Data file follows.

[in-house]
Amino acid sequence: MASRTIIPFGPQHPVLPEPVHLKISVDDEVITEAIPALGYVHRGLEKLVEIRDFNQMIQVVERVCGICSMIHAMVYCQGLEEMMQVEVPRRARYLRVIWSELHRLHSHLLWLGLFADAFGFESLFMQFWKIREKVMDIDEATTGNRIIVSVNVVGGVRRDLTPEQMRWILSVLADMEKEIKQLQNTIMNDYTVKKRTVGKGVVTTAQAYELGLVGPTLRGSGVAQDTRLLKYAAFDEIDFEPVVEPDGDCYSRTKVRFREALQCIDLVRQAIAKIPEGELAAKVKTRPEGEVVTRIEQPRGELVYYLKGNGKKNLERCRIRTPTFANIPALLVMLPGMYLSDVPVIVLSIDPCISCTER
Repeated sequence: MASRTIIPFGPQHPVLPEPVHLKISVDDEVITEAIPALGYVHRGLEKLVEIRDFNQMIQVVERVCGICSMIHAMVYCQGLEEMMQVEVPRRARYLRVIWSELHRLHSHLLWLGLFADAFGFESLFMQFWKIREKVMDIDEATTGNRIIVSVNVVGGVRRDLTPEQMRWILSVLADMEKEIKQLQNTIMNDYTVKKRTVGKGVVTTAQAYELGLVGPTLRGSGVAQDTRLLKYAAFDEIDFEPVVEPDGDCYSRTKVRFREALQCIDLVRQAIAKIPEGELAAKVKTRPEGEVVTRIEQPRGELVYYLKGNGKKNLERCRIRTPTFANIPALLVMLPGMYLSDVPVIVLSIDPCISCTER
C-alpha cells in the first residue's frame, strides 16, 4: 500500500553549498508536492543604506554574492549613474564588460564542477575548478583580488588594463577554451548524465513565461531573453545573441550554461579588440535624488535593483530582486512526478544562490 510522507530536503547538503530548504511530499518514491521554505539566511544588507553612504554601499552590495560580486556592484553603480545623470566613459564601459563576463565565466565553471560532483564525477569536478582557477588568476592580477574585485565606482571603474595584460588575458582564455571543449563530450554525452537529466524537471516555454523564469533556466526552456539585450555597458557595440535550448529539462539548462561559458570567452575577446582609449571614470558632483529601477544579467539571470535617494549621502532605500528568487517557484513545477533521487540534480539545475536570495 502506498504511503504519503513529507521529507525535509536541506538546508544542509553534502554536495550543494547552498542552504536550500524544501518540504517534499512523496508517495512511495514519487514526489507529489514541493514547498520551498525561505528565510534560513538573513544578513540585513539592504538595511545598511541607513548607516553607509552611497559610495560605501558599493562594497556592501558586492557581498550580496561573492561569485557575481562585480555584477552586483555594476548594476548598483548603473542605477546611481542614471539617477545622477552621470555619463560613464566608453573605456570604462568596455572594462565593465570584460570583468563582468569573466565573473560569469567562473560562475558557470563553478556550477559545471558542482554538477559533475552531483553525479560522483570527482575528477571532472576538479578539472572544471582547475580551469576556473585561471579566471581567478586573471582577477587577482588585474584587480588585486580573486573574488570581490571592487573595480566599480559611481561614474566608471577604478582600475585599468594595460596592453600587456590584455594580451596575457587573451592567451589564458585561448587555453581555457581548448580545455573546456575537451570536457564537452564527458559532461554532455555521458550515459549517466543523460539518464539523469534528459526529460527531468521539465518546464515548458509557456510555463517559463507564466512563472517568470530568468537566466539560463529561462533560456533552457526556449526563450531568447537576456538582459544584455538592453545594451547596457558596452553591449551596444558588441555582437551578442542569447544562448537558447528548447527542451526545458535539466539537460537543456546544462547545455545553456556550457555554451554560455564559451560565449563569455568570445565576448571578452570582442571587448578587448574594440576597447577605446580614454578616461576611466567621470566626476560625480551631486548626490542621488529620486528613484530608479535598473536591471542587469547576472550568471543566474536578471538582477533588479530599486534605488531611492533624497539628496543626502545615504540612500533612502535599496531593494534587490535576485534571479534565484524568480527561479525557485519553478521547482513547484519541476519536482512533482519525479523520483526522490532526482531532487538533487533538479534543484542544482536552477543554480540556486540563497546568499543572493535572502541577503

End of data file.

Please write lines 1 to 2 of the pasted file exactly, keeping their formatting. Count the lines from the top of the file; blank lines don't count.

[in-house]
Amino acid sequence: MASRTIIPFGPQHPVLPEPVHLKISVDDEVITEAIPALGYVHRGLEKLVEIRDFNQMIQVVERVCGICSMIHAMVYCQGLEEMMQVEVPRRARYLRVIWSELHRLHSHLLWLGLFADAFGFESLFMQFWKIREKVMDIDEATTGNRIIVSVNVVGGVRRDLTPEQMRWILSVLADMEKEIKQLQNTIMNDYTVKKRTVGKGVVTTAQAYELGLVGPTLRGSGVAQDTRLLKYAAFDEIDFEPVVEPDGDCYSRTKVRFREALQCIDLVRQAIAKIPEGELAAKVKTRPEGEVVTRIEQPRGELVYYLKGNGKKNLERCRIRTPTFANIPALLVMLPGMYLSDVPVIVLSIDPCISCTER